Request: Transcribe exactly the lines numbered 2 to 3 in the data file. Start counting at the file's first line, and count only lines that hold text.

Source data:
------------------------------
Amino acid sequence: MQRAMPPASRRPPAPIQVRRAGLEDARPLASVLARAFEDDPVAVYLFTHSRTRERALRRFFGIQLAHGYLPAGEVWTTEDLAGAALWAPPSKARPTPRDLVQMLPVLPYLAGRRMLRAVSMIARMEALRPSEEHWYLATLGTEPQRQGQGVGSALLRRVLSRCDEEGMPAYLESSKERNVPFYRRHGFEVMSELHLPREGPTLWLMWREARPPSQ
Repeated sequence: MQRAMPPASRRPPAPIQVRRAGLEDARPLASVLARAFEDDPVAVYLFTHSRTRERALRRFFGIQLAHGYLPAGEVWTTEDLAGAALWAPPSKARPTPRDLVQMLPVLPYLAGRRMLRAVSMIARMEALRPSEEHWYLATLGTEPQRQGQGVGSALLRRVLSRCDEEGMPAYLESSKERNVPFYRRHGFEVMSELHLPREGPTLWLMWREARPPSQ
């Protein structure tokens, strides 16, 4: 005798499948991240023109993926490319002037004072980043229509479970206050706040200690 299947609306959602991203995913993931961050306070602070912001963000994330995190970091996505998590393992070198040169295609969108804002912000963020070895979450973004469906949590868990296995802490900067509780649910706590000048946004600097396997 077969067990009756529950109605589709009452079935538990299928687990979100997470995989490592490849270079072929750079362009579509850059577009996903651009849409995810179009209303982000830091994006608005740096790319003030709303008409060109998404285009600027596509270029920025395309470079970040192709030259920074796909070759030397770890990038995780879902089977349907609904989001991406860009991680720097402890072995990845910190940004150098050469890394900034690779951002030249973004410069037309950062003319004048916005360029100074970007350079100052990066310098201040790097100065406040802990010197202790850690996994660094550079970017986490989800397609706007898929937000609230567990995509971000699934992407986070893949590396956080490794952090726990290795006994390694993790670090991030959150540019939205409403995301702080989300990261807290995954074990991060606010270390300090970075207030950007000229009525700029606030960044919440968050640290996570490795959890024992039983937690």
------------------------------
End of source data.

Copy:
Repeated sequence: MQRAMPPASRRPPAPIQVRRAGLEDARPLASVLARAFEDDPVAVYLFTHSRTRERALRRFFGIQLAHGYLPAGEVWTTEDLAGAALWAPPSKARPTPRDLVQMLPVLPYLAGRRMLRAVSMIARMEALRPSEEHWYLATLGTEPQRQGQGVGSALLRRVLSRCDEEGMPAYLESSKERNVPFYRRHGFEVMSELHLPREGPTLWLMWREARPPSQ
């Protein structure tokens, strides 16, 4: 005798499948991240023109993926490319002037004072980043229509479970206050706040200690 299947609306959602991203995913993931961050306070602070912001963000994330995190970091996505998590393992070198040169295609969108804002912000963020070895979450973004469906949590868990296995802490900067509780649910706590000048946004600097396997 077969067990009756529950109605589709009452079935538990299928687990979100997470995989490592490849270079072929750079362009579509850059577009996903651009849409995810179009209303982000830091994006608005740096790319003030709303008409060109998404285009600027596509270029920025395309470079970040192709030259920074796909070759030397770890990038995780879902089977349907609904989001991406860009991680720097402890072995990845910190940004150098050469890394900034690779951002030249973004410069037309950062003319004048916005360029100074970007350079100052990066310098201040790097100065406040802990010197202790850690996994660094550079970017986490989800397609706007898929937000609230567990995509971000699934992407986070893949590396956080490794952090726990290795006994390694993790670090991030959150540019939205409403995301702080989300990261807290995954074990991060606010270390300090970075207030950007000229009525700029606030960044919440968050640290996570490795959890024992039983937690």